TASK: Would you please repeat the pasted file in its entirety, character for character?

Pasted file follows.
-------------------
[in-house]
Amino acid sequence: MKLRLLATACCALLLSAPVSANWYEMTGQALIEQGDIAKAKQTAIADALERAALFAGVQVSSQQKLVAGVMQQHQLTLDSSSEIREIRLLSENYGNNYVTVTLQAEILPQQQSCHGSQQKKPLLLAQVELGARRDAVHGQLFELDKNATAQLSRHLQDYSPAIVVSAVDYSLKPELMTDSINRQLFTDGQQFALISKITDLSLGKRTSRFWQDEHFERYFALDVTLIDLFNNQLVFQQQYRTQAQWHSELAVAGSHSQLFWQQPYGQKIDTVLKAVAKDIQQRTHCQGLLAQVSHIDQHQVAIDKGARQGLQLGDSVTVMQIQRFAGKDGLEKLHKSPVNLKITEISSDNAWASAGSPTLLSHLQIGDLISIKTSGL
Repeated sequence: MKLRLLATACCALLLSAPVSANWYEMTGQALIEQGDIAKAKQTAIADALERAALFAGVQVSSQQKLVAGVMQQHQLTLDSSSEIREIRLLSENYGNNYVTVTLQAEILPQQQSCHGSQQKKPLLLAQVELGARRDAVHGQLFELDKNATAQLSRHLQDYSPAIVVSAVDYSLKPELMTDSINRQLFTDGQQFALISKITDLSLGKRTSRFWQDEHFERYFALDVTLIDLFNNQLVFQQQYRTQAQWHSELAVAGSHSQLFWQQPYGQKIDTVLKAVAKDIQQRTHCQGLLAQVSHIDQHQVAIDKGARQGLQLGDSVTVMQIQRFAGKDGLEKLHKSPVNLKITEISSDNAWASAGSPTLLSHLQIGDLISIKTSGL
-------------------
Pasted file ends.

[in-house]
Amino acid sequence: MKLRLLATACCALLLSAPVSANWYEMTGQALIEQGDIAKAKQTAIADALERAALFAGVQVSSQQKLVAGVMQQHQLTLDSSSEIREIRLLSENYGNNYVTVTLQAEILPQQQSCHGSQQKKPLLLAQVELGARRDAVHGQLFELDKNATAQLSRHLQDYSPAIVVSAVDYSLKPELMTDSINRQLFTDGQQFALISKITDLSLGKRTSRFWQDEHFERYFALDVTLIDLFNNQLVFQQQYRTQAQWHSELAVAGSHSQLFWQQPYGQKIDTVLKAVAKDIQQRTHCQGLLAQVSHIDQHQVAIDKGARQGLQLGDSVTVMQIQRFAGKDGLEKLHKSPVNLKITEISSDNAWASAGSPTLLSHLQIGDLISIKTSGL
Repeated sequence: MKLRLLATACCALLLSAPVSANWYEMTGQALIEQGDIAKAKQTAIADALERAALFAGVQVSSQQKLVAGVMQQHQLTLDSSSEIREIRLLSENYGNNYVTVTLQAEILPQQQSCHGSQQKKPLLLAQVELGARRDAVHGQLFELDKNATAQLSRHLQDYSPAIVVSAVDYSLKPELMTDSINRQLFTDGQQFALISKITDLSLGKRTSRFWQDEHFERYFALDVTLIDLFNNQLVFQQQYRTQAQWHSELAVAGSHSQLFWQQPYGQKIDTVLKAVAKDIQQRTHCQGLLAQVSHIDQHQVAIDKGARQGLQLGDSVTVMQIQRFAGKDGLEKLHKSPVNLKITEISSDNAWASAGSPTLLSHLQIGDLISIKTSGL